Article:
America is on pace for record-shattering early voter turnout — including in critical states: report
Over a hundred people lined up in front of Philadelphia City Hall on October 7 to cast their "mail-in ballots" ahead of the November 3 presidential election GABRIELLA AUDI AFP

On Tuesday, The Washington Post reported that voters are casting early ballots in numbers on track to set a historic record — including in some critical battleground states.

"Early-voting counts suggest a record level of civic participation before Election Day. The tens of millions of ballots already cast show highly enthusiastic voters are making sure their votes are counted amid a pandemic," said the report.

15.8 million people in battleground states have already voted, and in some states, like Michigan and Wisconsin, more people have voted early so far than did in the entire early voting period of 2016. In North Carolina, meanwhile, 2 million ballots have been cast — more than double the same amount at this point in 2016.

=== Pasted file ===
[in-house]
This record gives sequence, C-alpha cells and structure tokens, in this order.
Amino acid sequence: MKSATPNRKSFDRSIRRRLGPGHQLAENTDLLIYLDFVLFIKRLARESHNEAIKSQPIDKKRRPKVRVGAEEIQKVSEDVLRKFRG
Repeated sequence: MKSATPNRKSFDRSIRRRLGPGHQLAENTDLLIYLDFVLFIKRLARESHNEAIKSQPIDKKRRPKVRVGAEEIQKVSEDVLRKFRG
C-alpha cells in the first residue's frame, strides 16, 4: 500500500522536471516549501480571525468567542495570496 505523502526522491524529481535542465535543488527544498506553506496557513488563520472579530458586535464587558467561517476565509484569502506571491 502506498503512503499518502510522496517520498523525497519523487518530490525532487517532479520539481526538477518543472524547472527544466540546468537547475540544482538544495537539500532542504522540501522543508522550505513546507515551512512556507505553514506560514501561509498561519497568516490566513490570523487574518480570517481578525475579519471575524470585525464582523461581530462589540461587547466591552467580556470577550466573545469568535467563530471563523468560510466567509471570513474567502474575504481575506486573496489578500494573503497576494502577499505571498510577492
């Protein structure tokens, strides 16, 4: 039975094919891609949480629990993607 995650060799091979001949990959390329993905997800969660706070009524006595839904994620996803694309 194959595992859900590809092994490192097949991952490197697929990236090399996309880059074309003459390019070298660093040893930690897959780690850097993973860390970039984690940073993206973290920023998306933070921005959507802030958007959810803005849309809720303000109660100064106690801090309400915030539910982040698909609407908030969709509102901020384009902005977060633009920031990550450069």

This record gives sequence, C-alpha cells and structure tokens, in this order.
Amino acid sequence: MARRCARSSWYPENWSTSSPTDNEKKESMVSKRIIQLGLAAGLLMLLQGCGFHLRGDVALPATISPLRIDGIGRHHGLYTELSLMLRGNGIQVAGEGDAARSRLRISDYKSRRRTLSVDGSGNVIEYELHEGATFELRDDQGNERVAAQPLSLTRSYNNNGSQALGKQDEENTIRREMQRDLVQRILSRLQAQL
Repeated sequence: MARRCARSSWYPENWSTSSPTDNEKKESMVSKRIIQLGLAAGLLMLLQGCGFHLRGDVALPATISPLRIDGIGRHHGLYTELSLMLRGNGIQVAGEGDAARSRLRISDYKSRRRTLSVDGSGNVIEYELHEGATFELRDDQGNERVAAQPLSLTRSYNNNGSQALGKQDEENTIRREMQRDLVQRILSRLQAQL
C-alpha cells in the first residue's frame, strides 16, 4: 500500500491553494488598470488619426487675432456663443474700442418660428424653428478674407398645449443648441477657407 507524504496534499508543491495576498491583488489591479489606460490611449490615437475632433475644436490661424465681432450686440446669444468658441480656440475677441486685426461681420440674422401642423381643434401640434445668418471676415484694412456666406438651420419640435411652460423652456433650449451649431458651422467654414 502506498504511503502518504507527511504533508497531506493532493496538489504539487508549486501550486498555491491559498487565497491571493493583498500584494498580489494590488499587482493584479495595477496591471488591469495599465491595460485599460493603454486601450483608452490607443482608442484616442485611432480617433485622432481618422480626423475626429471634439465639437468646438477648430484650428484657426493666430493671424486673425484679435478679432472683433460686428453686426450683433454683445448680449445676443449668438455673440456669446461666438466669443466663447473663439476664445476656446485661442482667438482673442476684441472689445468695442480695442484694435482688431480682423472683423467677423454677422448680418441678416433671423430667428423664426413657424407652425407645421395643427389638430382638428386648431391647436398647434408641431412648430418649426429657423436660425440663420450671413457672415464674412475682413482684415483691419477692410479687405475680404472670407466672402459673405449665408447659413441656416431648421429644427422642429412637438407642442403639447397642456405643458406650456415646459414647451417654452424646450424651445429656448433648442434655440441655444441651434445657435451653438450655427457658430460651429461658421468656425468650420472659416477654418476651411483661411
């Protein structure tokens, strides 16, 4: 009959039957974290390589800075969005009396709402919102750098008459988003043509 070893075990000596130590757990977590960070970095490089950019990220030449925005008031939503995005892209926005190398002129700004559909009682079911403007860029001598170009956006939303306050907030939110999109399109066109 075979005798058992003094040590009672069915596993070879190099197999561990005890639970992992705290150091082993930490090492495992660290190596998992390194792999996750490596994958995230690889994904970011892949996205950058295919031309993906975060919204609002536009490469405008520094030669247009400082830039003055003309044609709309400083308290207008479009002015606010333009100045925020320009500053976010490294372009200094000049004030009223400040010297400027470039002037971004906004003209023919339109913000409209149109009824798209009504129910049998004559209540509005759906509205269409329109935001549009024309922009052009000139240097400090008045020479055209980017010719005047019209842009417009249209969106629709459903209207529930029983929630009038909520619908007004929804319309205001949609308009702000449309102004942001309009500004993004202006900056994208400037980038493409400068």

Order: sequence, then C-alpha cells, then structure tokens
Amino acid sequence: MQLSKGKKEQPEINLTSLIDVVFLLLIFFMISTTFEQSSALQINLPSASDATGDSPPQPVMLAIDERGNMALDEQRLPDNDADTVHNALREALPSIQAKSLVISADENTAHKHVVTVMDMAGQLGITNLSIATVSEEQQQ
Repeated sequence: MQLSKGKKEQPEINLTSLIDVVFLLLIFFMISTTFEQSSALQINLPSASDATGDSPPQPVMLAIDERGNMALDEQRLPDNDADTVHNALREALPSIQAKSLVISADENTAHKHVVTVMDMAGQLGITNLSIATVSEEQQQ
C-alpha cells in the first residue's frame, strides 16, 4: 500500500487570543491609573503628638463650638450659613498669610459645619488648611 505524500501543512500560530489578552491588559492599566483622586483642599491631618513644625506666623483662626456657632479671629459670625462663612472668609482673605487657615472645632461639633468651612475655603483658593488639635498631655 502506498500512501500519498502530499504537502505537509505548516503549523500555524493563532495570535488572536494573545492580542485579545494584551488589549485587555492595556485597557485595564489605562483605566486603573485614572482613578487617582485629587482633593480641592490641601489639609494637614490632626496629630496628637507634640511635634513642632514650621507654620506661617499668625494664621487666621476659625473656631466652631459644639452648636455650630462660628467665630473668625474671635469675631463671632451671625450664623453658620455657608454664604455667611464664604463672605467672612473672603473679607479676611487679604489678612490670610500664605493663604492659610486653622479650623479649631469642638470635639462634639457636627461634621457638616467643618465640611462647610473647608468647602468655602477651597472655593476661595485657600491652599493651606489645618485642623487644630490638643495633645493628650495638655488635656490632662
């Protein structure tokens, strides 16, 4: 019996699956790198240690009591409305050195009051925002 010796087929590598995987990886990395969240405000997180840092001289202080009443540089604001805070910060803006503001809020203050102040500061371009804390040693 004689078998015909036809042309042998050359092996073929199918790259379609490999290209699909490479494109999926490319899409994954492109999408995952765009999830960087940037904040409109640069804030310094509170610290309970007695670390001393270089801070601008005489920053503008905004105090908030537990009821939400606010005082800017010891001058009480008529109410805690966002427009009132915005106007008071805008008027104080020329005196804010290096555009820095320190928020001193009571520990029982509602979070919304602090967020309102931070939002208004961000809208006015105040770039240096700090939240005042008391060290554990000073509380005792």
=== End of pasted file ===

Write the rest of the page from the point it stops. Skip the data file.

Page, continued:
Part of this is being driven by the expansion of mail-in voting, spurred by the coronavirus pandemic.

"More voters than ever before can vote by mail this election," said the report. "While some western states have long conducted their elections by mail, others, such as New Hampshire, are allowing all voters to cast ballots by mail for the first time. Several key states — such as Wisconsin Arizona, and Iowa — greatly expanded mail-in voting, bringing to 12 the number of states that now mail absentee applications to everyone registered."

"Despite weeks of campaigning and news still to come, the election is actually well underway," concluded the report. "A large share of Americans have not just made up their minds — they have sealed in their vote."